by Marc Aronson and Marina Budhos
ON THE LEFT BANK of the Manzanares River , the scrub grass is stiff with frost. Capa, Regler, and an officer peer across the water, trying to make out the enemy’s position. The three are in the northwest corner of the city, in a group of farm buildings belonging to the agricultural school in University City. Franco’s troops have already crossed the river on footbridges, stationed themselves in the School of Architecture, and are now in a large manor, the Palacio de la Moncloa. This stretch of campus is no-man’s-land. Somewhere in these abandoned horse stables and granaries, the invisible enemy lies in wait. Capa follows the men into rooms fortified with sandbags, then through an old slaughterhouse, where the soldiers tilt their rifles through broken patches in the wall.
A scout arrives to tell them that Moroccans are on the top floor of a barn, shooting through holes in the floor and killing government soldiers. Suddenly, a burst of shelling breaks out, and the three men dive to the ground. Bullets whistle and screech overhead. “You’ve got me trapped by the Moors!” Capa shouts, half-frightened, half-joking to Regler.
When the shooting stops and the three men get up, a shaken Capa asks to pause, having soiled his pants. “My intestines were not so brave as my camera,” he jokes.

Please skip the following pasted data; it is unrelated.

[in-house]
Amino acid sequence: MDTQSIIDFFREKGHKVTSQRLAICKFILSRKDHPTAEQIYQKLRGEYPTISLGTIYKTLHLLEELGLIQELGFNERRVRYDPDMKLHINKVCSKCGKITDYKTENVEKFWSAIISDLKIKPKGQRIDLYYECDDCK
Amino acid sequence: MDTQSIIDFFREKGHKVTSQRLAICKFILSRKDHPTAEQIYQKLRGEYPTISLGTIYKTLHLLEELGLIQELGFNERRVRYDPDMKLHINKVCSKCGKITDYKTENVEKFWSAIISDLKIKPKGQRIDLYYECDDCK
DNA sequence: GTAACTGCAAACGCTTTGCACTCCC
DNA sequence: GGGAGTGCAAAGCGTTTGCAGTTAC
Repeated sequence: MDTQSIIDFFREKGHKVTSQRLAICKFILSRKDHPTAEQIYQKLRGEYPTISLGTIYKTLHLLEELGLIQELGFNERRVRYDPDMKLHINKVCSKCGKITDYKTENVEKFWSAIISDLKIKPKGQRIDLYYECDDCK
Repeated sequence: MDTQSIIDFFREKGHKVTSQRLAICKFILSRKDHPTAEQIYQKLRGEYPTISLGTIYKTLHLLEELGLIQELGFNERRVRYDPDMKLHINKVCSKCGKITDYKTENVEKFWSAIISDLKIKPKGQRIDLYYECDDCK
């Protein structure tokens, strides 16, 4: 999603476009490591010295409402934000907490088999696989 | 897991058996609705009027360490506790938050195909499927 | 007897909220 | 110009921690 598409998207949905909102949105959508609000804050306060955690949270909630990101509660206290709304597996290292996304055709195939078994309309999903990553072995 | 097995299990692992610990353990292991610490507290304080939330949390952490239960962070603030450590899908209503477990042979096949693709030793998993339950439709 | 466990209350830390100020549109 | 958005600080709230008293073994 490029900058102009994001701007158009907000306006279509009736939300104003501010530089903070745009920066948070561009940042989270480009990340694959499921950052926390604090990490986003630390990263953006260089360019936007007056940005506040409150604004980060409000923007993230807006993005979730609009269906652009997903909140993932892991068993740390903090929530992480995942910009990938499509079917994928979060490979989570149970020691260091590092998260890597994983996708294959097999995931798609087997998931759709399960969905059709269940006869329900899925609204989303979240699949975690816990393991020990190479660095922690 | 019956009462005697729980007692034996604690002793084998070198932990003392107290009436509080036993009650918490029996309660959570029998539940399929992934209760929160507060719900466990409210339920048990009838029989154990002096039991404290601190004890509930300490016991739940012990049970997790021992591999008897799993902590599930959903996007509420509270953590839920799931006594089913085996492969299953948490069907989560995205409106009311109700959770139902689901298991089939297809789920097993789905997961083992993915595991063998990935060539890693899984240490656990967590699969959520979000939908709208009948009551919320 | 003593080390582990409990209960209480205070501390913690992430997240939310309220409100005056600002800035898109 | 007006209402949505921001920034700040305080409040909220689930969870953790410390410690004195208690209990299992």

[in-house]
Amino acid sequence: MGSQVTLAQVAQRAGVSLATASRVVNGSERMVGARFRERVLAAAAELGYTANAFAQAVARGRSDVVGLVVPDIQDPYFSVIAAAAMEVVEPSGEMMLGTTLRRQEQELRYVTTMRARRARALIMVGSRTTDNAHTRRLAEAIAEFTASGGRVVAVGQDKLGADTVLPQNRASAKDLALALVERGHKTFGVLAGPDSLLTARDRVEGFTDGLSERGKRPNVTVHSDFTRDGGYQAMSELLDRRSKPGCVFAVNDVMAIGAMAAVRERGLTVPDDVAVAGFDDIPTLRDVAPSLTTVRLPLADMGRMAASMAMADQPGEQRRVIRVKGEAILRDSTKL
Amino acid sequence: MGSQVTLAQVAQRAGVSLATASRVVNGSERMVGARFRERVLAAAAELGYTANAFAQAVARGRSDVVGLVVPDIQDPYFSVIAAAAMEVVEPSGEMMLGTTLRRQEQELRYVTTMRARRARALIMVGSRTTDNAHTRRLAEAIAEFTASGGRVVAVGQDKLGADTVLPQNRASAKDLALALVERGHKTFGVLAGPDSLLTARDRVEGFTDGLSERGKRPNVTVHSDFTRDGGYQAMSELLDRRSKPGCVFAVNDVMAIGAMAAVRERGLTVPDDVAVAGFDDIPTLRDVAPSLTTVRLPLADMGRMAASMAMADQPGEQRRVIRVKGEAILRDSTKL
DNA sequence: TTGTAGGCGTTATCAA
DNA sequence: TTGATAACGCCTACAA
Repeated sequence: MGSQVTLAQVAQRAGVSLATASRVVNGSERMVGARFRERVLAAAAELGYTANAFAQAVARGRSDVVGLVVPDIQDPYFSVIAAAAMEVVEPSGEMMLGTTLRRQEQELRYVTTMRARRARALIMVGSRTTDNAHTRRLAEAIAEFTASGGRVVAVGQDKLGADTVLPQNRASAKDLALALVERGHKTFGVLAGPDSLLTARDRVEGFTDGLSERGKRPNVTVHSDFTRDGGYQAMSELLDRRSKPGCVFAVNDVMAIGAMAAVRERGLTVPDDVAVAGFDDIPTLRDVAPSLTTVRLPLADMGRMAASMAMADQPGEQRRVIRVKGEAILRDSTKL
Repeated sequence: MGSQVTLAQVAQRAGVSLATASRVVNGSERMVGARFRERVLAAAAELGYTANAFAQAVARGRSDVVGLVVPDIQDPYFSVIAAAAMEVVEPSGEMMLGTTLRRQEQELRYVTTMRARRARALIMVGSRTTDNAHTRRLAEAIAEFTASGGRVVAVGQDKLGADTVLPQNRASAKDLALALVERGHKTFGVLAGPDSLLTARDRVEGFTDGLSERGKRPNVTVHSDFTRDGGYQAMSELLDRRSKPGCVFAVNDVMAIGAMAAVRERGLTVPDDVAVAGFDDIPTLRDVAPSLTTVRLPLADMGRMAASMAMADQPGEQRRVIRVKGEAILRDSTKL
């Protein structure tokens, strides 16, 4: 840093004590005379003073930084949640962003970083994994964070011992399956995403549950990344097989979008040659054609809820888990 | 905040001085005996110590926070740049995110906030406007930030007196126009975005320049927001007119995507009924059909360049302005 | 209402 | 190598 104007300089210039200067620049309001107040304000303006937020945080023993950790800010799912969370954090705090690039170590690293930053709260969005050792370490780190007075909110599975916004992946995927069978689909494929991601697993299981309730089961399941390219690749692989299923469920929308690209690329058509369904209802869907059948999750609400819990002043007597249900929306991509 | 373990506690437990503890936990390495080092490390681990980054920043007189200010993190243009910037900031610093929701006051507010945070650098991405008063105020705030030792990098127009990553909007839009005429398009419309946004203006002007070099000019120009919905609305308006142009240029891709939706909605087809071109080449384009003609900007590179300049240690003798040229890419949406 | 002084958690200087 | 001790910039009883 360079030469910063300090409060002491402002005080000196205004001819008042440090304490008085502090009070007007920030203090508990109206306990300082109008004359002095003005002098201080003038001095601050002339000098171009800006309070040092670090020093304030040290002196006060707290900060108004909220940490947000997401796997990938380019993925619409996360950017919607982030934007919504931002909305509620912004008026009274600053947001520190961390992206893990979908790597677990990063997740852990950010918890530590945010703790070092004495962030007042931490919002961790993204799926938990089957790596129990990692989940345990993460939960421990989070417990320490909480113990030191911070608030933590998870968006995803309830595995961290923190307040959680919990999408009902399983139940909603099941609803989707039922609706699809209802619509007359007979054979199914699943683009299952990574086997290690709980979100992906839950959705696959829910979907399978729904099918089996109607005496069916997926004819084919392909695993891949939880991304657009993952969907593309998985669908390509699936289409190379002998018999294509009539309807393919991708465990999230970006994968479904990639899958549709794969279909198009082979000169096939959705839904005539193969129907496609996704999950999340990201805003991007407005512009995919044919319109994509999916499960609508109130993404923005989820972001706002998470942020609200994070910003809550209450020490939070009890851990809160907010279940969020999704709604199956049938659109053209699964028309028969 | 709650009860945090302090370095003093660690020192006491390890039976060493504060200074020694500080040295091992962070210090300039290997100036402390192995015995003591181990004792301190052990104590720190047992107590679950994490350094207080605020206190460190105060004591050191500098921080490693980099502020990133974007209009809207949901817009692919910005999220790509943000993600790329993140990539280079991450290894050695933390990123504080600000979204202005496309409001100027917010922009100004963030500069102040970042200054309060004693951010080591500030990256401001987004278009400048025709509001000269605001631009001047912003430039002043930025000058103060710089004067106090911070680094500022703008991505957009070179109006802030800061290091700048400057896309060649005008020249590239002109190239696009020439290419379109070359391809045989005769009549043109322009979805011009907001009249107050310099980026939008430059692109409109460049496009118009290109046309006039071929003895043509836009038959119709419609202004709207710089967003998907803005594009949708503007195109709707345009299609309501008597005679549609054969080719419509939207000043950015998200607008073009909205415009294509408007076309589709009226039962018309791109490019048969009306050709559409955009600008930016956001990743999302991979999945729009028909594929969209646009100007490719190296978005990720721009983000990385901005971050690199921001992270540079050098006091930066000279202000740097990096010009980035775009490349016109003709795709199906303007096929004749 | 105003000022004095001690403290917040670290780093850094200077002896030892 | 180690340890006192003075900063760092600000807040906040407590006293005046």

THE CRUEL SKY
Capa spends the next couple of weeks covering the fighting in University City. He takes moody, smoky shots in old medical school classrooms, where barricades have been constructed out of suitcases and stacks of textbooks. It’s as if the battle in University City were a war for knowledge itself: laboratories are described by one reporters as having “delicate scientific instruments crushed under fallen bricks, . . . notebooks and specimens strewn among shattered furniture, microscope slides on broken floors, the splintered glass starred like crazy paving.”
Capa also provides a glimpse of the boredom and waiting that so characterizes war: men playing cards, writing letters, camping out, and eating in an old physics laboratory. Many of the soldiers are from the International Brigades, and inside the old classrooms, men of all different nationalities break stale bread together, huddle in the chilly outposts, and shout orders in a mix of languages.
As November turns icy cold, and a dirty fog envelops the city, fighting around University City intensifies. House to house, floor to floor, the men clash, battling at times for a full twenty-four hours a day. Franco’s troops capture more buildings. Government losses are heavy—beloved anarchist leader Buenaventura Durruti, who brought three thousand troops from Aragon, is shot and killed. And yet the rebels do not break through the front lines; the city has not fallen to the fascist assault.
Over the next few weeks, Capa photographs battle scenes and the city of Madrid itself, along with its resident Madrileños. Nightly they huddle, listening to buildings “quiver,” watching the electricity blink on and off. Outside the windows covered in blackout curtains come the hiss and boom of explosions and ghoulish shadows cast on the streets and canyons of walls. Flimsy buildings, largely in the poorer areas, collapse like children’s toy houses. Never has a city been subjected to such brutal bombing. These bombardments are meant not only to destroy houses but to beat down the spirit of the people in Madrid.